FIG. 2 is a rear perspective view of the imaging device pertaining to Example 1.

FIG. 3 is a block diagram showing the control system of the imaging device.

FIG. 4 is a schematic diagram showing the structure of the lens barrel.

FIG. 5 is a diagram showing the structure of the first liquid crystal light control unit.

FIG. 6 is a diagram illustrating how the liquid crystal light control element 16 works.

FIG. 7 is a diagram illustrating how the liquid crystal light control element 16 affects light transmission.

FIG. 8 is a graph illustrating the characteristics of light transmission in FIG. 7.

FIGS. 9A and 9B are diagrams illustrating the image plane in relation to the liquid crystal light control element 16.

FIGS. 10A-10C are diagrams illustrating liquid crystal molecules 1615 inclining differently in the liquid crystal light control element 16.

FIGS. 11A-11C are diagrams illustrating liquid crystal molecules 1615 inclining differently in the liquid crystal light control element 16.

FIG. 12 is a perspective view showing the structure of the liquid crystal light control element 16.

FIG. 13 is a diagram illustrating the structure of the electrode of the liquid crystal light control element 16.

FIG. 14 is a perspective view showing the structure of the liquid crystal light control element 16 in Example 2.

FIG. 15 is a perspective view showing the structure of the liquid crystal light control element 16 in Example 3.

FIG. 16 is a perspective view showing the structure of the liquid crystal light control element 16 in Example 4.

FIG. 17 is a perspective view showing the structure of the liquid crystal light control element 16 in Example 5.

FIG. 18 is a perspective view showing the structure of the liquid crystal light control element 16 in Example 6.

FIG. 19 is a perspective view showing the structure of the modified liquid crystal light control element 16 in Example 1.

FIG. 20 is a perspective view showing the structure of the modified liquid crystal light control element 16 in Example 2.

FIG. 21 is a perspective view showing the structure of the modified liquid crystal light control element 16 in Example 3.

FIG. 22 is a perspective view showing the structure of the modified liquid crystal light control element 16 in Example 4.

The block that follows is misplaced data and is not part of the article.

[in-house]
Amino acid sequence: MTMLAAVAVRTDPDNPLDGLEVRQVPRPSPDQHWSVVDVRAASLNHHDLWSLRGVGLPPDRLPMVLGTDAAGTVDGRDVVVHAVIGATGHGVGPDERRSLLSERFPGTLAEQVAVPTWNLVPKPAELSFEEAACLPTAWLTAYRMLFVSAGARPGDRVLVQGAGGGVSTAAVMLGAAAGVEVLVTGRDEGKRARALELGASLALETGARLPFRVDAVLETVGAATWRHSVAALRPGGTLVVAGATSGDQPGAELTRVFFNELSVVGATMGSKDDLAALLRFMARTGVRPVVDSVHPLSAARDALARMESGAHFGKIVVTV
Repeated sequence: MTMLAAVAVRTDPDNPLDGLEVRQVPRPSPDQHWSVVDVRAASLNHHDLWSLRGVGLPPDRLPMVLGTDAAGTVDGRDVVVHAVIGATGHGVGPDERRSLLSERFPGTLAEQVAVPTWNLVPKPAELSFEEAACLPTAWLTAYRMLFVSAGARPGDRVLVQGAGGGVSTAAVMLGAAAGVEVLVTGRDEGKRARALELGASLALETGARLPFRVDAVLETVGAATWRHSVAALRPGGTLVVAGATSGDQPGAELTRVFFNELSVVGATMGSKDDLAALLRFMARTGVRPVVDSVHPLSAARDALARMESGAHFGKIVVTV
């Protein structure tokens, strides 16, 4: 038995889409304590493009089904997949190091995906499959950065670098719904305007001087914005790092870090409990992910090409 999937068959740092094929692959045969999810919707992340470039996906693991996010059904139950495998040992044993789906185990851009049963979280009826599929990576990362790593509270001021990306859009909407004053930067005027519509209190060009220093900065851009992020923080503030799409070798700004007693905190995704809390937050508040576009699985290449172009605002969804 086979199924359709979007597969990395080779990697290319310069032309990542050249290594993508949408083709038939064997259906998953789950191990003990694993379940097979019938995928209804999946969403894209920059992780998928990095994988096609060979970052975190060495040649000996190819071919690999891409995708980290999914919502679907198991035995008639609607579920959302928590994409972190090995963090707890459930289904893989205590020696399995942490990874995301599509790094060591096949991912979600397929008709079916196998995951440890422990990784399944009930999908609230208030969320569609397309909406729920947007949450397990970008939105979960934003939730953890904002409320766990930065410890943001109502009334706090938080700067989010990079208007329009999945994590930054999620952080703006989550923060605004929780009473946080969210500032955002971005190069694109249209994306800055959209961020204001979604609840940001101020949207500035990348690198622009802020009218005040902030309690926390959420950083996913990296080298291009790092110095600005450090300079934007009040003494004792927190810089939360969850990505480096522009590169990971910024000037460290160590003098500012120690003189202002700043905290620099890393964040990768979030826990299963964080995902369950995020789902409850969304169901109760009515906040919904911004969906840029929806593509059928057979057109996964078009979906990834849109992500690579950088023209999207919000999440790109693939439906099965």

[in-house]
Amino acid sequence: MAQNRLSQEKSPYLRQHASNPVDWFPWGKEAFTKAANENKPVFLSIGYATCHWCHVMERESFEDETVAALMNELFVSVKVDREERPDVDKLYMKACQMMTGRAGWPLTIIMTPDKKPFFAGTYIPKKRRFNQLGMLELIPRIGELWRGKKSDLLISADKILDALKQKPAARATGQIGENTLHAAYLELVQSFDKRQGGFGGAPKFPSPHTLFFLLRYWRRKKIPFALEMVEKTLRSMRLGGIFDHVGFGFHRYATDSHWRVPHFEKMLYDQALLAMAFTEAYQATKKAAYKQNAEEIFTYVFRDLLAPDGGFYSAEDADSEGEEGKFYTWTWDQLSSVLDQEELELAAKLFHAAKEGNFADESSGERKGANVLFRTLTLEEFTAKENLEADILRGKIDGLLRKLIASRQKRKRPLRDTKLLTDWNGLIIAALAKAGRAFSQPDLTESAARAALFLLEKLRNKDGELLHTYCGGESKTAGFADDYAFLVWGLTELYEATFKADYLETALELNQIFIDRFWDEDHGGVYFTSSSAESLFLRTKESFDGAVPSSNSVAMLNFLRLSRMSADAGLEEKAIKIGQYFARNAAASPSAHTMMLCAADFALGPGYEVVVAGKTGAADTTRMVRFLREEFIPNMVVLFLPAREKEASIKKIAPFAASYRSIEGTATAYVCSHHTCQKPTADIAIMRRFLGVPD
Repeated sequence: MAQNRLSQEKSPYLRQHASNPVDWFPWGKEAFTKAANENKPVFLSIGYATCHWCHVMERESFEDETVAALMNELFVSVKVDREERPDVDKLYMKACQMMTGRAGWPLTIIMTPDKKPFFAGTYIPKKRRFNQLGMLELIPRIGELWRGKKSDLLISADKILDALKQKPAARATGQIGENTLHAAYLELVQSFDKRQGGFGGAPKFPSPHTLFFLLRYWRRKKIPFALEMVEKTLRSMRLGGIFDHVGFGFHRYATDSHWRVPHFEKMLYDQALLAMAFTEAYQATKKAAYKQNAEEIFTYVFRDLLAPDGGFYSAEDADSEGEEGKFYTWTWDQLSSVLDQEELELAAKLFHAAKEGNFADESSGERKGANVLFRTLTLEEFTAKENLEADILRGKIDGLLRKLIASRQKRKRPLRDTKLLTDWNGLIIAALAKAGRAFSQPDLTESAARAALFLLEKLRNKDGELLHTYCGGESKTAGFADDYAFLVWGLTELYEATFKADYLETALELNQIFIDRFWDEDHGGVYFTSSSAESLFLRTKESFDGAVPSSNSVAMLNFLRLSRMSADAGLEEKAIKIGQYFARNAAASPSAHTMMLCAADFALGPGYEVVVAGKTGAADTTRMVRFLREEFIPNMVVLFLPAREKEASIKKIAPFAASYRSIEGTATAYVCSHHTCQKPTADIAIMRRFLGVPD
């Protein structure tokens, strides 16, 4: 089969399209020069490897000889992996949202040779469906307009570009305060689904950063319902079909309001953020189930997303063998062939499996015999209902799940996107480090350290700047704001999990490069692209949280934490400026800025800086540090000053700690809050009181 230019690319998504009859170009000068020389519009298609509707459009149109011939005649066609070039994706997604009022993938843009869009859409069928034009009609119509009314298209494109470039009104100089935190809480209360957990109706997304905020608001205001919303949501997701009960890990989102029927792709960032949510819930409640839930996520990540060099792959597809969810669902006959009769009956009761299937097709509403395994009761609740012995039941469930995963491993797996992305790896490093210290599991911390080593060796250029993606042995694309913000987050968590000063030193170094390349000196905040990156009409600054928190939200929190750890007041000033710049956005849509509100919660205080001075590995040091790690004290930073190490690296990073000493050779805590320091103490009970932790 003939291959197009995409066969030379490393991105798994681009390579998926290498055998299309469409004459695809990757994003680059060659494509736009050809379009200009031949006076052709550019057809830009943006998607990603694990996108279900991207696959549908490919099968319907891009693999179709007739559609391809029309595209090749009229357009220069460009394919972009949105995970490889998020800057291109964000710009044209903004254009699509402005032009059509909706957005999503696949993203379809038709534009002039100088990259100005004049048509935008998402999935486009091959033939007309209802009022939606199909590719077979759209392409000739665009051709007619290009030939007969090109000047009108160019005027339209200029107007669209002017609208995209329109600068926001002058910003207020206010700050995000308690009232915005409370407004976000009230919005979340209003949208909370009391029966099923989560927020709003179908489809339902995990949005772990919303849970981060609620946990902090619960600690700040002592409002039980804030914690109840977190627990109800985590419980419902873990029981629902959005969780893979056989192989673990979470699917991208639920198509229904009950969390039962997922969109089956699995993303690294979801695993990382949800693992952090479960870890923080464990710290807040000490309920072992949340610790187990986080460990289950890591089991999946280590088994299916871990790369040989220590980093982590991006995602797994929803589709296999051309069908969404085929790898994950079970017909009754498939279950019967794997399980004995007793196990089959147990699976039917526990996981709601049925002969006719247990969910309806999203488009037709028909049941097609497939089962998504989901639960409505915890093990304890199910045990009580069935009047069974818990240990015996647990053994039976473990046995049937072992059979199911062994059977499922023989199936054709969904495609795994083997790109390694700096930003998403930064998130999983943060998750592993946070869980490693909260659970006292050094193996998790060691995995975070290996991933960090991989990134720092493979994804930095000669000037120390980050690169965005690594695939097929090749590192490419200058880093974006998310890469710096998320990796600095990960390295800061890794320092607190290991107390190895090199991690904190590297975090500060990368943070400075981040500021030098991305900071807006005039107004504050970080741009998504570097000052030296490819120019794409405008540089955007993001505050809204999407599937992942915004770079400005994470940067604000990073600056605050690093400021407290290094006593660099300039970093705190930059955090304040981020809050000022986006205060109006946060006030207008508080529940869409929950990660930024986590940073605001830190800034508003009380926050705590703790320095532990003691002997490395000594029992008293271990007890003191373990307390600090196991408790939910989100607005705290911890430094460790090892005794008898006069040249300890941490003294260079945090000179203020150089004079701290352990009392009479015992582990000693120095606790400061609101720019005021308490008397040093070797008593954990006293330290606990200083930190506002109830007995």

FIG. 23 is a perspective view showing the structure of the modified liquid crystal light control element 16 in Example 5.

FIG. 24 is a perspective view showing the structure of the modified liquid crystal light control element 16 in Example 6.

DETAILED DESCRIPTION OF THE INVENTION

The present invention generally relates to a liquid crystal light control element, a lens barrel, and an imaging device.

EXAMPLE 1

Example 1 of the present invention according to an embodiment will be described below with reference to the accompanying drawings.

This example is concerned with the imaging device in which is incorporated the lens barrel of the present invention.

FIG. 1 is a front perspective view of the imaging device pertaining to Example 1. FIG. 2 is a rear perspective view of the imaging device pertaining to Example 1. FIG. 3 is a block diagram showing the control system of the imaging device. FIG. 4 is a schematic diagram showing the structure of the lens barrel. FIG. 5 is a diagram showing the structure of the first liquid crystal light control unit. FIG. 6 is a diagram illustrating how the liquid crystal light control element 16 works. FIG. 7 is a diagram illustrating how the liquid crystal light control element 16 affects light transmission. FIG. 8 is a graph illustrating the characteristics of light transmission in FIG. 7. FIG. 9 is a diagram illustrating the image plane in relation to the liquid crystal light control element 16. FIG. 10 is a diagram illustrating liquid crystal molecules 1615 inclining differently in the liquid crystal light control element 16. FIG. 11 is a diagram illustrating liquid crystal molecules 1615 inclining differently in the liquid crystal light control element 16.

The imaging device 100 shown in FIGS. 1 and 2 is a digital camera with a rectangular casing 102. Incidentally, the terms “left” and “right” used in this specification respectively denote the left side and right side of the imaging device 100 as viewed from its front. Also, the terms “front” and “rear” respectively denote that side of the imaging device close to the object and the imaging element as viewed in the direction of the optical axis of the optical system.